Sean Hannity may be taking a break for the holidays (leaving last night’s show in the capable hands of Mark Steyn), but the Left is still looking for reasons to put him on their naughty list. Writing for the LA Times’ Brand X blog earlier today, Richard Metzger recalled that, in April, Hannity told actor-turned-commentator Charles Grodin that he’d be willing to undergo waterboarding for charity:
Well, this morning we checked in at the Waterboard Hannity for Charity website to see that generous members of the public are willing to donate up to $10 million if Hannity is able to withstand 300 seconds of waterboarding enhanced interrogation. If he can last even a single minute, he’ll be able to give over $2 million to the families of U.S. troops.
Unlike many of you reading this, we’re not cynical about this, we just want to see Hannity man up, do what he said he would do and raise more money in 60 seconds for a good cause than has probably ever been raised before in a single minute in history!
Whenever someone insists he has no cynical motives, it’s usually a good sign he’s got cynical motives. Liberals love suggesting that you can’t support war unless you’ve served in combat, and you can’t support waterboarding unless you’ve endured it (curiously, however, conservatives who have done precisely that tend not to make an impression on their thinking). This is why it was so important to smear George W. Bush as a draft-dodger, as opposed to the heroic John Kerry.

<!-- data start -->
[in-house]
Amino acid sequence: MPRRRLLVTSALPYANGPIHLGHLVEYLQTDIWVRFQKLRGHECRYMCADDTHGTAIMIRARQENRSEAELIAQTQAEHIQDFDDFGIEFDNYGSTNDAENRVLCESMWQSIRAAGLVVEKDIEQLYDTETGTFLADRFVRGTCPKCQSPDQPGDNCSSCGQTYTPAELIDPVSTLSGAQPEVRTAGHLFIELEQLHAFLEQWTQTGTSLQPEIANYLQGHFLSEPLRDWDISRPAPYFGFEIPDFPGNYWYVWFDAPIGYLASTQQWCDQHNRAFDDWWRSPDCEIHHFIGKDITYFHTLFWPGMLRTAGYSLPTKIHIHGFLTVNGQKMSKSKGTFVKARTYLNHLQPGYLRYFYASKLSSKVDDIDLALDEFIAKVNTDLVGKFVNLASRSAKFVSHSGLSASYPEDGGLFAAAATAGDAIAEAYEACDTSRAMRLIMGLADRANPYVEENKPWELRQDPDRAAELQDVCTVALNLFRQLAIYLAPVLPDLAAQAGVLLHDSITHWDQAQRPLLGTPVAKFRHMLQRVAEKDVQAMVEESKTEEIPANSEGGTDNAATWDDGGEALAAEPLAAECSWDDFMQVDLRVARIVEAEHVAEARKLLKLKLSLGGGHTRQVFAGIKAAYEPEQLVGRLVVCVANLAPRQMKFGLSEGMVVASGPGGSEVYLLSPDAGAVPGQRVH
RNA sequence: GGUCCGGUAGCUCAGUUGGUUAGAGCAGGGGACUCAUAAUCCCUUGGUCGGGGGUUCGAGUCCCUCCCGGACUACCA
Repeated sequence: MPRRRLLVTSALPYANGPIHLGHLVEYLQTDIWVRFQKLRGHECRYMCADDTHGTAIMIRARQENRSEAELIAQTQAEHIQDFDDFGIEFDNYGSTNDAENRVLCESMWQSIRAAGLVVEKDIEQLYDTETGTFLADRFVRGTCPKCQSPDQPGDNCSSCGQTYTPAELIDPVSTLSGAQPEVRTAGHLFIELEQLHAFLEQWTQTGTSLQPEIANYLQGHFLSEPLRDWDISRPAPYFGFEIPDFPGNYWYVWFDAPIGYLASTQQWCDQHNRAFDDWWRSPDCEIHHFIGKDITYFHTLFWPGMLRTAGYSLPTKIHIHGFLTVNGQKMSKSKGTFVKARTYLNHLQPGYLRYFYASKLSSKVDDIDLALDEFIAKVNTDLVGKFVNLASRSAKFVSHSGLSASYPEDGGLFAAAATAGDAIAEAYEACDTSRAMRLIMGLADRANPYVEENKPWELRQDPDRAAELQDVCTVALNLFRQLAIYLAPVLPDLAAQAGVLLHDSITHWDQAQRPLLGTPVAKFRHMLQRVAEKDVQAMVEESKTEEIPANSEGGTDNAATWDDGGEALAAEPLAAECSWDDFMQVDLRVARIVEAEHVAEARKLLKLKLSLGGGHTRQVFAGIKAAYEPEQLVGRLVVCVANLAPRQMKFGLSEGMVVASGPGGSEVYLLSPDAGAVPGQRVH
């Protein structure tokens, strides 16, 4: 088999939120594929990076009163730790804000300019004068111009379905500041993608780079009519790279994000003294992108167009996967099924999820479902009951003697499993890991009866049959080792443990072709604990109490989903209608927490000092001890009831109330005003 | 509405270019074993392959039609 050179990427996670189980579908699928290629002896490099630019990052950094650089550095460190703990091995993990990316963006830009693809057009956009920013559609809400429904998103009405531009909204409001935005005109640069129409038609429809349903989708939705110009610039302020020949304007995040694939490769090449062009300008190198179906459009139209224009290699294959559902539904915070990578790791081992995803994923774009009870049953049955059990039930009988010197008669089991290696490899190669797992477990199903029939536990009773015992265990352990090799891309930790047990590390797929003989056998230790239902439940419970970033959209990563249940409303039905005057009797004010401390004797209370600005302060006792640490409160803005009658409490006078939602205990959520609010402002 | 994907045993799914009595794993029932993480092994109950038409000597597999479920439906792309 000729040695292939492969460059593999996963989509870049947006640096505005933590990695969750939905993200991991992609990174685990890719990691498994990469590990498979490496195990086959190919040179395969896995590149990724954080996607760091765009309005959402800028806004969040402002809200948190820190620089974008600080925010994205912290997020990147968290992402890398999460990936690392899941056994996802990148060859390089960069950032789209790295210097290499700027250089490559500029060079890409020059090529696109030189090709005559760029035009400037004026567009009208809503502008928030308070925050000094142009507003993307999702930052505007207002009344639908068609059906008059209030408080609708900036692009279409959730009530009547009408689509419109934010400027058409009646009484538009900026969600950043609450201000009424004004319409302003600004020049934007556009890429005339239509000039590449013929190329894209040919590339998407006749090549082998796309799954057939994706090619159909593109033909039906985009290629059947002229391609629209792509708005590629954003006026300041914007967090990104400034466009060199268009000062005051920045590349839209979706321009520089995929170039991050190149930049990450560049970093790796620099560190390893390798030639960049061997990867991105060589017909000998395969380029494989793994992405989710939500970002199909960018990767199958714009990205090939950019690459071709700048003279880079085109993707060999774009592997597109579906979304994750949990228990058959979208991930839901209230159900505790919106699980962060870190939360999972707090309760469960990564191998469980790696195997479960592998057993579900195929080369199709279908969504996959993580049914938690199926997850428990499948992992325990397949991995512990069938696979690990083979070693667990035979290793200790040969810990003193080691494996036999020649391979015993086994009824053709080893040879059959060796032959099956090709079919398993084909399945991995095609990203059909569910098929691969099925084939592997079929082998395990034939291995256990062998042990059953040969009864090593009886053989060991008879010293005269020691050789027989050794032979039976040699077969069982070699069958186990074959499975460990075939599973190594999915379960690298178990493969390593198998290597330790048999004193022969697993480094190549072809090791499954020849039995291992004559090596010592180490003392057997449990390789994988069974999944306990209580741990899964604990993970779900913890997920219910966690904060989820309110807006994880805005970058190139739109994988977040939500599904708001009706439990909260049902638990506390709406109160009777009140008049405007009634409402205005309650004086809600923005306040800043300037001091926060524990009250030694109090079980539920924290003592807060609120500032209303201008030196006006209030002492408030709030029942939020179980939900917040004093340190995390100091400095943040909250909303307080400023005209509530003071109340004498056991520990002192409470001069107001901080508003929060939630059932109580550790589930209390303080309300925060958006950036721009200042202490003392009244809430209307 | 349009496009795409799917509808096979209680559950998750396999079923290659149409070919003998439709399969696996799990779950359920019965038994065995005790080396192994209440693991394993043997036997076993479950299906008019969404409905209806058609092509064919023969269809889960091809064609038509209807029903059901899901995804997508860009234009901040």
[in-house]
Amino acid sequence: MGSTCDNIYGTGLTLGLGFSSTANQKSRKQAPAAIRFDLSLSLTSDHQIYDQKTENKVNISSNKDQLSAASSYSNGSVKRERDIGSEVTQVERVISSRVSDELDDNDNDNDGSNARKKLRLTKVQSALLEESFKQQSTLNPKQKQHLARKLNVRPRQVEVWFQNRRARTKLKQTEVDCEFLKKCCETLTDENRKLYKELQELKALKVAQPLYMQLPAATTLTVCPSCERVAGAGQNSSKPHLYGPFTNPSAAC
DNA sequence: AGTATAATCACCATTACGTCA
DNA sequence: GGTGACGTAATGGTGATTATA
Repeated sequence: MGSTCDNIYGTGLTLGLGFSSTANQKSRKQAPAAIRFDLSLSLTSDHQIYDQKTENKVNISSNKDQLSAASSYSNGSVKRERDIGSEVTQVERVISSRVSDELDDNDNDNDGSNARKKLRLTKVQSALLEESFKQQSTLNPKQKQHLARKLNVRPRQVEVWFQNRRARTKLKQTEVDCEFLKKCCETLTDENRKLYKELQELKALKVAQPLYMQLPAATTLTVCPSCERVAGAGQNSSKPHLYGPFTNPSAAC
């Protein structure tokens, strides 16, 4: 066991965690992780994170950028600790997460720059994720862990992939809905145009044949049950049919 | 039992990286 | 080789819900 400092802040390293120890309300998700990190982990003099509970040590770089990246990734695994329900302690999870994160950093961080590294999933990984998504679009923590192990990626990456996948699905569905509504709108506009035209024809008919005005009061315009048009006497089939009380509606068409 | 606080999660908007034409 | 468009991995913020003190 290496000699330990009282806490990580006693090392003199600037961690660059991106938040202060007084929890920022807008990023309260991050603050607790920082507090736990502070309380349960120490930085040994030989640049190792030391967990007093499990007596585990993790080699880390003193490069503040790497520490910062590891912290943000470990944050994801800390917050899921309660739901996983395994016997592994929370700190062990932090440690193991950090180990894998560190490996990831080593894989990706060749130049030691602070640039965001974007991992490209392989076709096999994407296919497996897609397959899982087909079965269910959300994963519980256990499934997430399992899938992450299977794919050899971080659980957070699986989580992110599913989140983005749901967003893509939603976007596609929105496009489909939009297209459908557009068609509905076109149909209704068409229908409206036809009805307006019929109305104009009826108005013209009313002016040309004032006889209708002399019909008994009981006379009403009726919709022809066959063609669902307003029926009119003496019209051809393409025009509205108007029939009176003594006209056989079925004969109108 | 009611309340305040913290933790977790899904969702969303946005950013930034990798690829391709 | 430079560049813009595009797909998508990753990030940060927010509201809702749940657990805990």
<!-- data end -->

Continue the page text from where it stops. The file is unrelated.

It’s idiotic, of course—civilians are perfectly capable of judging the pros and cons of waterboarding jihadists who hold information that might save American lives, and you don’t need to be a construction worker to assess whether or not a new highway would be a good idea, or burn down your house to see that it’s a bad idea.
No conservative should feel any obligation to indulge this sort of nonsense, but in this case Hannity unfortunately gave the Left an additional talking point when he said he’d do it in the first place. It’s not a huge deal—we can all get swept up in the midst of spirited debate over serious issues—but we should take it as a lesson to think about our words carefully, or that lump of coal might pop back up when we least expect it.